TheTransRockies Run by MPF Campmor Athlete, Jody LaPar. I had been thinking about the Trans Rockies Race for close to a year prior to the event. As race day approached, I had been working with teammate Elizabeth Azze to focus on race specific training such as lots of climbing and faster descending to get ready for the big mountains.
I guess I had been thinking so much about race prep that I actually forgot one of the most important pieces of gear, my orthotics. I had no insoles in my shoes whatsoever and didn’t realize it until my layover in Dallas. Yikes!
Elizabeth attempted to Fed Ex them to me but they wouldn’t have arrived prior to race start. Luckily, the race director had asked me to pick up a rental pickup truck to pick up other athletes arriving from France as he had cancelled the shuttle. I had an hour to spare so I jumped into this crazy double cab pickup and sped to the nearest Road Runner Sports 40 minutes away, mastered an impressive parallel park job, purchased some insoles, sped back to the airport for a quick passenger pick up and then 2.5 hour drive to Buena Vista. Whew!
Race check in was the following morning. If you’ve never participated in TRR, it’s like Christmas every day. There is so much free gear giveaway (one of my most favorite things ever!). Gore Tex duffle bags large enough to fit a small human body, Gore Tex blankets, jackets, gloves, flashlights, water bottles, etc.
I had originally registered for the 6 day, team of 2 race however, my friend was not able to follow through with this obligation so I dropped down to the 3 day solo event. I was so excited on Day 1 as I really didn’t know what to expect but was so ready to hit the trails.
AC/DC’s Highway to Hell started blaring (as it did every morning prior to race start) and off we went. I immediately found myself running next to Gordy Ainsleigh (yes, the “Father of ultra running”) and I was thinking to myself, “can it get any better than this?”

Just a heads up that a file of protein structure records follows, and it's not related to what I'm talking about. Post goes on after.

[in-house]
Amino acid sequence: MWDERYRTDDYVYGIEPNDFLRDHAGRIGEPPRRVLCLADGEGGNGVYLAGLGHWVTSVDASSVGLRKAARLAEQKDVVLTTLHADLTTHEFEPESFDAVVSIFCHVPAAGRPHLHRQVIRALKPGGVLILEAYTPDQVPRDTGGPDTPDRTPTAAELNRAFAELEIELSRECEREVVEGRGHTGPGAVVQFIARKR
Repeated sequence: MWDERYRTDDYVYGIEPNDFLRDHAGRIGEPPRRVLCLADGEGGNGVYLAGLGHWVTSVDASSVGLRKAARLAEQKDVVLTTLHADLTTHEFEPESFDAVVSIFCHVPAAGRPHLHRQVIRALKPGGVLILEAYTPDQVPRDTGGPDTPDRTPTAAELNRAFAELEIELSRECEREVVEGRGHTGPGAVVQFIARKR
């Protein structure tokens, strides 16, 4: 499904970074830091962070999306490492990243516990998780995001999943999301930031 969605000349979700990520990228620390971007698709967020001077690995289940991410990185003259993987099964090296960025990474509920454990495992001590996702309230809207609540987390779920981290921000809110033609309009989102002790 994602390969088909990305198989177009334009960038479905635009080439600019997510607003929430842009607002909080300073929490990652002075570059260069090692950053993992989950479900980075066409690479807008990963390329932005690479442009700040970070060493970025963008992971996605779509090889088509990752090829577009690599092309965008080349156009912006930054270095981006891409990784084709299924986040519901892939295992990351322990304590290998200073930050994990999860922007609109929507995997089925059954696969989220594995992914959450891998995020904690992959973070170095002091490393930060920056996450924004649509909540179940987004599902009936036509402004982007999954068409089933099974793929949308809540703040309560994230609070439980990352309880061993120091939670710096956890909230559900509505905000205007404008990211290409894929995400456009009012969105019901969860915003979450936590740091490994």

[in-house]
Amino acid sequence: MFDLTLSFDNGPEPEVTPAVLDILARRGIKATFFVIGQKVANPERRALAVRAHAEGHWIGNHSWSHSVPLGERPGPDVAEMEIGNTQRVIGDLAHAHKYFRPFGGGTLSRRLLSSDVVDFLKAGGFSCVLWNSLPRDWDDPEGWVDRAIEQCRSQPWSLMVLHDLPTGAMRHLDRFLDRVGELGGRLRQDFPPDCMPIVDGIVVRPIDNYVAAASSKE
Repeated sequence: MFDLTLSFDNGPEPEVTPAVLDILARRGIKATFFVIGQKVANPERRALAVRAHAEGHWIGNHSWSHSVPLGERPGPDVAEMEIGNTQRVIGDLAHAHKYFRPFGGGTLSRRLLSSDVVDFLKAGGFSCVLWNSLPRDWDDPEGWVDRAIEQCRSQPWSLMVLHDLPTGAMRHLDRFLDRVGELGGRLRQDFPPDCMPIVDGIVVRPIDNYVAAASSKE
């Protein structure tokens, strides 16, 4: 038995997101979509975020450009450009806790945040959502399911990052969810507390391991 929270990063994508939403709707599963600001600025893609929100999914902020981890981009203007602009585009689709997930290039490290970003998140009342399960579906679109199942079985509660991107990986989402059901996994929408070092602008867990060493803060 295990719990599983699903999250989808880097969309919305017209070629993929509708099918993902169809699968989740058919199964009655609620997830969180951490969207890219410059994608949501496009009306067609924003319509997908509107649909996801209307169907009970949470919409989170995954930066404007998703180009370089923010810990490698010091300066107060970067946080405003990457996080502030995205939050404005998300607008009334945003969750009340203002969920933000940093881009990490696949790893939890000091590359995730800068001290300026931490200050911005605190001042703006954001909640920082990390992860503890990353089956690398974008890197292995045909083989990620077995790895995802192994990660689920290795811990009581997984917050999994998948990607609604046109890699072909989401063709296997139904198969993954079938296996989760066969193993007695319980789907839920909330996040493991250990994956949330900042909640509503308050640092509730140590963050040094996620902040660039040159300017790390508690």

The trail immediately started climbing and I was gasping for air. I felt as though I quickly adjusted to the decreased oxygen levels and got into my zone, put my head down and charged on. Day 1 was 21 miles with 2,500 feet of climbing from Buena Vista to Railroad Bridge. The climate was that of high desert. It was quite sandy and very exposed with a combination of single track trails and jeep roads. I have to say that I was quite excited to have been leapfrogging with Ryan Sutter, the Bachelor and Vail resident for most of the day. The most difficult section of Day 1 was the last 3 miles of dreadfully flat, hard packed dirt road to the finish. Many were walking but I bypassed the urge to walk and pushed it to the end to finish in 14th place in the Open Women’s Run 3 division. Soon after, “the Bachelor” arrived and we had a nice discussion of the day’s course.
Each stage offers an icy body of water to soak your feet and legs in (so ideal!). Off to the stream I went. Shuttle buses take you back to camp in Buena Vista. Here you pick up your large duffel filled with gear, select your tent for the evening, rush off to stand in line for the mobile showers then high tail it to your massage (if you were lucky enough to schedule one at registration check in). Each evening, dinner was catered followed by the daily awards ceremony and video presentation. Off to bed. Tent city can get quite noisy which makes for difficult sleeping. Even with earplugs, I averaged approx. 3 – 4 hours of sleep per night.